Tom Pountnay is used to prison guards near his home in Jessup. But he isn't used to tear gas.
Last week, Mr. Pountnay, who lives on state Route 175 near the Maryland House of Correction, said the guards and gas combined in a harmful, dangerous mix.
Tear gas fumes from a training drill 300 feet from his back door wafted inside his house, affecting his pregnant wife and causing a man with asthma who was working on his home to become ill, he complained Friday. Worse, said Mr. Pountnay, 28, his complaints to the officers in charge of the exercise were greeted with laughter and condescending remarks.
A spokeswoman for the Maryland Division of Correction said Friday that the incident was under investigation and added that the training site has been moved away from Mr. Pountnay's home.
Mr. Pountnay owns two houses and a small apartment building on 10 acres. He lives in one house and rents the other. On !B Thursday morning, he said, a tenant who works at night complained about the noise.
"There were 100 people yelling and screaming and simulating combat 300 feet from my house," he said.
He said he called the assistant warden, Ronald Hutchinson, who said he would ask the trainees to keep the noise at a minimum.
But 30 minutes later, Mr. Pountnay said he walked outside and "my eyes were burning." He said two Chesapeake and Potomac Telephone Co. of Maryland workers were doubled over, his dog was lying on the ground yelping and several people repairing one of his houses were sick. Mr. Pountnay said all the officers involved in the training exercise were wearing gas masks and a lieutenant told him, "It's not our fault you're down wind."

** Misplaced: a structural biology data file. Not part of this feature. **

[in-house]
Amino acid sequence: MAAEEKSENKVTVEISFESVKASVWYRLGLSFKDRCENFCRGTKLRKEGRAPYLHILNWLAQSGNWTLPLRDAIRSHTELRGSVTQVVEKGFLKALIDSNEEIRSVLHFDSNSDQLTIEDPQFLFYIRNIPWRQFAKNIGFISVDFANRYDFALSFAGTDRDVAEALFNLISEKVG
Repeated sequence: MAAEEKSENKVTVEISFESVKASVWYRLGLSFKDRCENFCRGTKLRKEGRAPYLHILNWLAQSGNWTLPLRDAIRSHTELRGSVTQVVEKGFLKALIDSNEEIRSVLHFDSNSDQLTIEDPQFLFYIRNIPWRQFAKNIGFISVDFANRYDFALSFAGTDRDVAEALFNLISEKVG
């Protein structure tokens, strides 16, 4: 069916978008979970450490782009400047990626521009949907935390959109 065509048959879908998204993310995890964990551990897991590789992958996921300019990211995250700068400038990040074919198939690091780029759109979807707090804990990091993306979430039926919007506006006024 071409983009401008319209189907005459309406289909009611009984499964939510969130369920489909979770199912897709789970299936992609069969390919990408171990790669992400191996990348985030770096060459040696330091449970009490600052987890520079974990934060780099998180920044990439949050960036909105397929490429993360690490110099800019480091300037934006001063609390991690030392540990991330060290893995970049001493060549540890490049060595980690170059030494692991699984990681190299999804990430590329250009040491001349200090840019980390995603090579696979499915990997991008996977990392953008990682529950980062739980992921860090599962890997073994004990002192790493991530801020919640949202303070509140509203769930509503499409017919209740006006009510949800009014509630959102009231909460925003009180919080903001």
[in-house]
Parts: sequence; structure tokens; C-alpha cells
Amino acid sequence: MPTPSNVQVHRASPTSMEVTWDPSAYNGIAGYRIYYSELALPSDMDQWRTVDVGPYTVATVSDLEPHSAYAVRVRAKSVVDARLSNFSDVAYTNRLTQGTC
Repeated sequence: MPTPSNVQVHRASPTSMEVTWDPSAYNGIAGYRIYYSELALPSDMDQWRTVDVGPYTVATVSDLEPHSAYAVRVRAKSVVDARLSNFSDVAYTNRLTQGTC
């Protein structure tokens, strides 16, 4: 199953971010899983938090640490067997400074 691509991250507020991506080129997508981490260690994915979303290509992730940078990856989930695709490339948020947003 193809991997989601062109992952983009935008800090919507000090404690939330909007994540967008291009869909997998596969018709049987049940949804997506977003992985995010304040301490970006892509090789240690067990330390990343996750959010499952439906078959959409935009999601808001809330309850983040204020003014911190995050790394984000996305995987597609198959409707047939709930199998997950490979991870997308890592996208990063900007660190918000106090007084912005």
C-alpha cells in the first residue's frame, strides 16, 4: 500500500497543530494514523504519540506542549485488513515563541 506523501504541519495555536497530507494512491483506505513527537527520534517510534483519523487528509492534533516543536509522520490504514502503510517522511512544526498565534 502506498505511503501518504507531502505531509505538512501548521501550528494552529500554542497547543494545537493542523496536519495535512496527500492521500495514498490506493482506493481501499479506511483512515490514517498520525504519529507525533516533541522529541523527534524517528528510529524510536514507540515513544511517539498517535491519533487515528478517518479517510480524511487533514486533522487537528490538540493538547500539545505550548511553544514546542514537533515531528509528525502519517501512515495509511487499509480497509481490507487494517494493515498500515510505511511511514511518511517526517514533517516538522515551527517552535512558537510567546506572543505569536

"As I was walking away, I heard the guys laughing and yelling, 'Sissy,' and making crying sounds," Mr. Pountnay said, adding that he later found three tear gas canisters in the woods behind his home.
"Thirty minutes after I complained about the noise, they shoot tear gas in my yard," he said. "I find that unbecoming of state employees."
Mr. Hutchinson, the assistant warden, would not comment.
The prison spokeswoman, Maxine Eldridge, said she doubts tear gas canisters were shot onto his back yard. "There was some technical training going on there," she said. "It was routine. The wind shifted somewhat toward the home. The commissioner is taking steps to ensure that this does not happen again."